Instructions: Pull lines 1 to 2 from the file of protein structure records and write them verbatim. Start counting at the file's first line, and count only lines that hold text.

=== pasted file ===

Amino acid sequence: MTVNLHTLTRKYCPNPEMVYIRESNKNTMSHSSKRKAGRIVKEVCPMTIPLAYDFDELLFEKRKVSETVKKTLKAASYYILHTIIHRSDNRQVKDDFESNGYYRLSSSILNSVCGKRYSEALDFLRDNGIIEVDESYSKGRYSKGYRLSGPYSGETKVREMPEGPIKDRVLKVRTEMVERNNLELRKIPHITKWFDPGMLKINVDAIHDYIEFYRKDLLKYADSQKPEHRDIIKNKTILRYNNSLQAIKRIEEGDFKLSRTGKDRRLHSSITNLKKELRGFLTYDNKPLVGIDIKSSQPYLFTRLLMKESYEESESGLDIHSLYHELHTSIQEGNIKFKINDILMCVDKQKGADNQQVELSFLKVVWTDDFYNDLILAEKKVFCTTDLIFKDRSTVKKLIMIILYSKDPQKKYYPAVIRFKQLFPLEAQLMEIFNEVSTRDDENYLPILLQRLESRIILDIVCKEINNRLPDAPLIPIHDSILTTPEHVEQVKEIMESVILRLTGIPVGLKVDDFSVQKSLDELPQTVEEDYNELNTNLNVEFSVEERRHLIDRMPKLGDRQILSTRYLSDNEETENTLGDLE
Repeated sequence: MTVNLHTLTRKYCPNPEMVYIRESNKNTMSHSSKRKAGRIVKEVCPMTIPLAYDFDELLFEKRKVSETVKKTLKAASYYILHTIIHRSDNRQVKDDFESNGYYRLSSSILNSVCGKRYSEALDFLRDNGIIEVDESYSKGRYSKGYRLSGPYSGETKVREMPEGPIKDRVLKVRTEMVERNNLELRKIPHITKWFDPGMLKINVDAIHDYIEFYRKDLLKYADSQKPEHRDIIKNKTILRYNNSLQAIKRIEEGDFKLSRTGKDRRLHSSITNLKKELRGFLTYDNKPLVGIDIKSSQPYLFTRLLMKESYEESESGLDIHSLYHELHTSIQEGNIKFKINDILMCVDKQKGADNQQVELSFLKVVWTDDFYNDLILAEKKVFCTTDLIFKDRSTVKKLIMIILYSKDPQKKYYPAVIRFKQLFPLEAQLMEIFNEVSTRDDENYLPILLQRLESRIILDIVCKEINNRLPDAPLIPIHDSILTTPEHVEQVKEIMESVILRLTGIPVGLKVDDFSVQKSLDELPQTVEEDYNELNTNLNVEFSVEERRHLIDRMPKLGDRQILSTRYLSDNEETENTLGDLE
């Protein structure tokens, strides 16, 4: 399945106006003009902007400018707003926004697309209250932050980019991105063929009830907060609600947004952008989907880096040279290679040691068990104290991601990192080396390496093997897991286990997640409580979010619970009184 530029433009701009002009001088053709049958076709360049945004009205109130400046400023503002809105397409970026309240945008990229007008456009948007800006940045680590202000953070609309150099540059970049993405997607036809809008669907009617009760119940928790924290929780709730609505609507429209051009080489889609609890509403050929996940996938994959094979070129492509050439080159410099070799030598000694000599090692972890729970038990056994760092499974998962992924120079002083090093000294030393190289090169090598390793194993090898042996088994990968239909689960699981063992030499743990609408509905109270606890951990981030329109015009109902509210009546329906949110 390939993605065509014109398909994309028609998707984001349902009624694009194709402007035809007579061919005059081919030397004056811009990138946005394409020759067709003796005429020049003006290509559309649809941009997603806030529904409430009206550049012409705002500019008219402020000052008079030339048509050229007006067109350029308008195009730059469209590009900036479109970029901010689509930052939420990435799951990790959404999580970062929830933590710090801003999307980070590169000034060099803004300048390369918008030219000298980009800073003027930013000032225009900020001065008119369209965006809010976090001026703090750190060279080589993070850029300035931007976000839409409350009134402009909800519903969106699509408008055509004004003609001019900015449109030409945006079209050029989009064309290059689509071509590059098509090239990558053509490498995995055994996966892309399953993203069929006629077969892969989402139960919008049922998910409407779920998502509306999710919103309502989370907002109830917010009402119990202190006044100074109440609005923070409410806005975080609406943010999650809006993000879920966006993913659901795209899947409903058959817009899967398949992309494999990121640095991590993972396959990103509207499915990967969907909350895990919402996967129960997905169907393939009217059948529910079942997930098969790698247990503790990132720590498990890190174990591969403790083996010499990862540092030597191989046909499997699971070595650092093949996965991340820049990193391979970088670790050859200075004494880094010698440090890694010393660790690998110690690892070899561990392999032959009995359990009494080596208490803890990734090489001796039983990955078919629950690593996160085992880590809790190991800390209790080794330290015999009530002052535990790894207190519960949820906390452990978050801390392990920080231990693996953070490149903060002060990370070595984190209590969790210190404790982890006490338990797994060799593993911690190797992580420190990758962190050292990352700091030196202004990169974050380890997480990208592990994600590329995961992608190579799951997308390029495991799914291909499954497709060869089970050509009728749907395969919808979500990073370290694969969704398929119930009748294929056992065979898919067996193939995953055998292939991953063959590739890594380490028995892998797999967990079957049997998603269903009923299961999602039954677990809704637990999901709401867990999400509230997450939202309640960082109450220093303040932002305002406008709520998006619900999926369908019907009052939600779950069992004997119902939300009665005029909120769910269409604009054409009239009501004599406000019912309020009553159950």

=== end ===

Amino acid sequence: MTVNLHTLTRKYCPNPEMVYIRESNKNTMSHSSKRKAGRIVKEVCPMTIPLAYDFDELLFEKRKVSETVKKTLKAASYYILHTIIHRSDNRQVKDDFESNGYYRLSSSILNSVCGKRYSEALDFLRDNGIIEVDESYSKGRYSKGYRLSGPYSGETKVREMPEGPIKDRVLKVRTEMVERNNLELRKIPHITKWFDPGMLKINVDAIHDYIEFYRKDLLKYADSQKPEHRDIIKNKTILRYNNSLQAIKRIEEGDFKLSRTGKDRRLHSSITNLKKELRGFLTYDNKPLVGIDIKSSQPYLFTRLLMKESYEESESGLDIHSLYHELHTSIQEGNIKFKINDILMCVDKQKGADNQQVELSFLKVVWTDDFYNDLILAEKKVFCTTDLIFKDRSTVKKLIMIILYSKDPQKKYYPAVIRFKQLFPLEAQLMEIFNEVSTRDDENYLPILLQRLESRIILDIVCKEINNRLPDAPLIPIHDSILTTPEHVEQVKEIMESVILRLTGIPVGLKVDDFSVQKSLDELPQTVEEDYNELNTNLNVEFSVEERRHLIDRMPKLGDRQILSTRYLSDNEETENTLGDLE
Repeated sequence: MTVNLHTLTRKYCPNPEMVYIRESNKNTMSHSSKRKAGRIVKEVCPMTIPLAYDFDELLFEKRKVSETVKKTLKAASYYILHTIIHRSDNRQVKDDFESNGYYRLSSSILNSVCGKRYSEALDFLRDNGIIEVDESYSKGRYSKGYRLSGPYSGETKVREMPEGPIKDRVLKVRTEMVERNNLELRKIPHITKWFDPGMLKINVDAIHDYIEFYRKDLLKYADSQKPEHRDIIKNKTILRYNNSLQAIKRIEEGDFKLSRTGKDRRLHSSITNLKKELRGFLTYDNKPLVGIDIKSSQPYLFTRLLMKESYEESESGLDIHSLYHELHTSIQEGNIKFKINDILMCVDKQKGADNQQVELSFLKVVWTDDFYNDLILAEKKVFCTTDLIFKDRSTVKKLIMIILYSKDPQKKYYPAVIRFKQLFPLEAQLMEIFNEVSTRDDENYLPILLQRLESRIILDIVCKEINNRLPDAPLIPIHDSILTTPEHVEQVKEIMESVILRLTGIPVGLKVDDFSVQKSLDELPQTVEEDYNELNTNLNVEFSVEERRHLIDRMPKLGDRQILSTRYLSDNEETENTLGDLE